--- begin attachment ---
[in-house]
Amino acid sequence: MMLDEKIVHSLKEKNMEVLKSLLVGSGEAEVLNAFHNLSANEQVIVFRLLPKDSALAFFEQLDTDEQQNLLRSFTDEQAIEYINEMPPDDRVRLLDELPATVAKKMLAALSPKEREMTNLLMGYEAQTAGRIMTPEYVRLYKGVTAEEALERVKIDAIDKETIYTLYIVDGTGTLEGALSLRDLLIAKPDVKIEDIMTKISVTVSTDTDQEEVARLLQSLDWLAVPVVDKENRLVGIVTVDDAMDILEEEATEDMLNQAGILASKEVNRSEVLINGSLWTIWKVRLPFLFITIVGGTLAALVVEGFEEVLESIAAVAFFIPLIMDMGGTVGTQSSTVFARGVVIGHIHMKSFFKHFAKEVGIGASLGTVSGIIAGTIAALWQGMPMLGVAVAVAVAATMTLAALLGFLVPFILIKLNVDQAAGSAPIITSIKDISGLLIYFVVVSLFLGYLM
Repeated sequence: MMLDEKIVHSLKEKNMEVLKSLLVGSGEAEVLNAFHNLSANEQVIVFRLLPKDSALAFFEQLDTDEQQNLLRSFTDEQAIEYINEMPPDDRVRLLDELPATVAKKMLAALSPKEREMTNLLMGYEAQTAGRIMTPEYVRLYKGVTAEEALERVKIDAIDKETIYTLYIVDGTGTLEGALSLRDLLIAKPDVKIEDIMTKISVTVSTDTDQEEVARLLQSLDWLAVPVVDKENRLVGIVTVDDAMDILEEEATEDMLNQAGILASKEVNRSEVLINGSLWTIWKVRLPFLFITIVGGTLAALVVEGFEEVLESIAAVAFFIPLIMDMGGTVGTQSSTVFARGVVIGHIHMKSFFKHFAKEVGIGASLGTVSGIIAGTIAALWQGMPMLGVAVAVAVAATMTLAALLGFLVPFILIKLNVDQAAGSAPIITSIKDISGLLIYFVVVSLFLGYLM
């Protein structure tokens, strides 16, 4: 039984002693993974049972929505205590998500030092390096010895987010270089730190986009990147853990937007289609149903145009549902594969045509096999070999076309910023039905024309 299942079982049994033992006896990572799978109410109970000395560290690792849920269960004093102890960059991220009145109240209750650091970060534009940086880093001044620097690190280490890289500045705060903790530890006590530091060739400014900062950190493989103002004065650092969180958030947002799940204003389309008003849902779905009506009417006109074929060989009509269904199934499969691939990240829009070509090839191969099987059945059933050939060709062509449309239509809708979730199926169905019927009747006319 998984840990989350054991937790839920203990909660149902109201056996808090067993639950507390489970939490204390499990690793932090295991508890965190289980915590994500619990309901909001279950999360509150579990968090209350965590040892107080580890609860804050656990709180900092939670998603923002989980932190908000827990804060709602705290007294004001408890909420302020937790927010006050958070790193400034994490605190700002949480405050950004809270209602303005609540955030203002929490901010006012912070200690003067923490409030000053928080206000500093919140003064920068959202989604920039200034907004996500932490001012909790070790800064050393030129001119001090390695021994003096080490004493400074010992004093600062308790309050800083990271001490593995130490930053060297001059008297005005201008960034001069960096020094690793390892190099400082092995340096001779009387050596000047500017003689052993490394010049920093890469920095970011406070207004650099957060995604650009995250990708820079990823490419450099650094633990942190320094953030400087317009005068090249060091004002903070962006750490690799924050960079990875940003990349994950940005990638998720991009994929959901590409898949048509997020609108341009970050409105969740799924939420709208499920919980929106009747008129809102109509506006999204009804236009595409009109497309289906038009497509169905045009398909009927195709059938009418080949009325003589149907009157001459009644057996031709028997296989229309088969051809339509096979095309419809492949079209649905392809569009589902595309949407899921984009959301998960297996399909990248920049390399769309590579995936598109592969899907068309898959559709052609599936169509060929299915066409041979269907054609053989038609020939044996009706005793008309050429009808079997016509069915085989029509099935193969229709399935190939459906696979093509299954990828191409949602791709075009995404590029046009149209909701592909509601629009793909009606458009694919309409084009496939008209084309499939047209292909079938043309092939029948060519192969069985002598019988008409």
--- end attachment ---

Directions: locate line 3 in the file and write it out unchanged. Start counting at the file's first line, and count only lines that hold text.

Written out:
Repeated sequence: MMLDEKIVHSLKEKNMEVLKSLLVGSGEAEVLNAFHNLSANEQVIVFRLLPKDSALAFFEQLDTDEQQNLLRSFTDEQAIEYINEMPPDDRVRLLDELPATVAKKMLAALSPKEREMTNLLMGYEAQTAGRIMTPEYVRLYKGVTAEEALERVKIDAIDKETIYTLYIVDGTGTLEGALSLRDLLIAKPDVKIEDIMTKISVTVSTDTDQEEVARLLQSLDWLAVPVVDKENRLVGIVTVDDAMDILEEEATEDMLNQAGILASKEVNRSEVLINGSLWTIWKVRLPFLFITIVGGTLAALVVEGFEEVLESIAAVAFFIPLIMDMGGTVGTQSSTVFARGVVIGHIHMKSFFKHFAKEVGIGASLGTVSGIIAGTIAALWQGMPMLGVAVAVAVAATMTLAALLGFLVPFILIKLNVDQAAGSAPIITSIKDISGLLIYFVVVSLFLGYLM